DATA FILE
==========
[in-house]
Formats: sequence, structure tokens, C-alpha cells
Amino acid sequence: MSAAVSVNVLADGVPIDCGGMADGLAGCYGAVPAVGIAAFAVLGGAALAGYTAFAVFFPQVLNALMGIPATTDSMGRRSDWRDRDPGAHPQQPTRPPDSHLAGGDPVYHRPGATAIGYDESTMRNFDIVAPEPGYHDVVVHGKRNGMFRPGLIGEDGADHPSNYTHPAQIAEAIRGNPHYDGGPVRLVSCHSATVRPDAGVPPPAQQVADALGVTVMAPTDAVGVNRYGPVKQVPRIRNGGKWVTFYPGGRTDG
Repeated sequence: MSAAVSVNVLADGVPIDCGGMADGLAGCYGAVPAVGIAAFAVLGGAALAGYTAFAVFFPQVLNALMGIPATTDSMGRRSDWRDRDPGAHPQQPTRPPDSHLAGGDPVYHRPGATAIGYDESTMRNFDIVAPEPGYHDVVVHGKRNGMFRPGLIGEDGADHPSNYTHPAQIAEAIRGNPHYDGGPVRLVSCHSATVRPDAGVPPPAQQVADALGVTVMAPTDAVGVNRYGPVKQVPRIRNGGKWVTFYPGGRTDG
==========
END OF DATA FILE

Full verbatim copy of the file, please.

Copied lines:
[in-house]
Formats: sequence, structure tokens, C-alpha cells
Amino acid sequence: MSAAVSVNVLADGVPIDCGGMADGLAGCYGAVPAVGIAAFAVLGGAALAGYTAFAVFFPQVLNALMGIPATTDSMGRRSDWRDRDPGAHPQQPTRPPDSHLAGGDPVYHRPGATAIGYDESTMRNFDIVAPEPGYHDVVVHGKRNGMFRPGLIGEDGADHPSNYTHPAQIAEAIRGNPHYDGGPVRLVSCHSATVRPDAGVPPPAQQVADALGVTVMAPTDAVGVNRYGPVKQVPRIRNGGKWVTFYPGGRTDG
Repeated sequence: MSAAVSVNVLADGVPIDCGGMADGLAGCYGAVPAVGIAAFAVLGGAALAGYTAFAVFFPQVLNALMGIPATTDSMGRRSDWRDRDPGAHPQQPTRPPDSHLAGGDPVYHRPGATAIGYDESTMRNFDIVAPEPGYHDVVVHGKRNGMFRPGLIGEDGADHPSNYTHPAQIAEAIRGNPHYDGGPVRLVSCHSATVRPDAGVPPPAQQVADALGVTVMAPTDAVGVNRYGPVKQVPRIRNGGKWVTFYPGGRTDG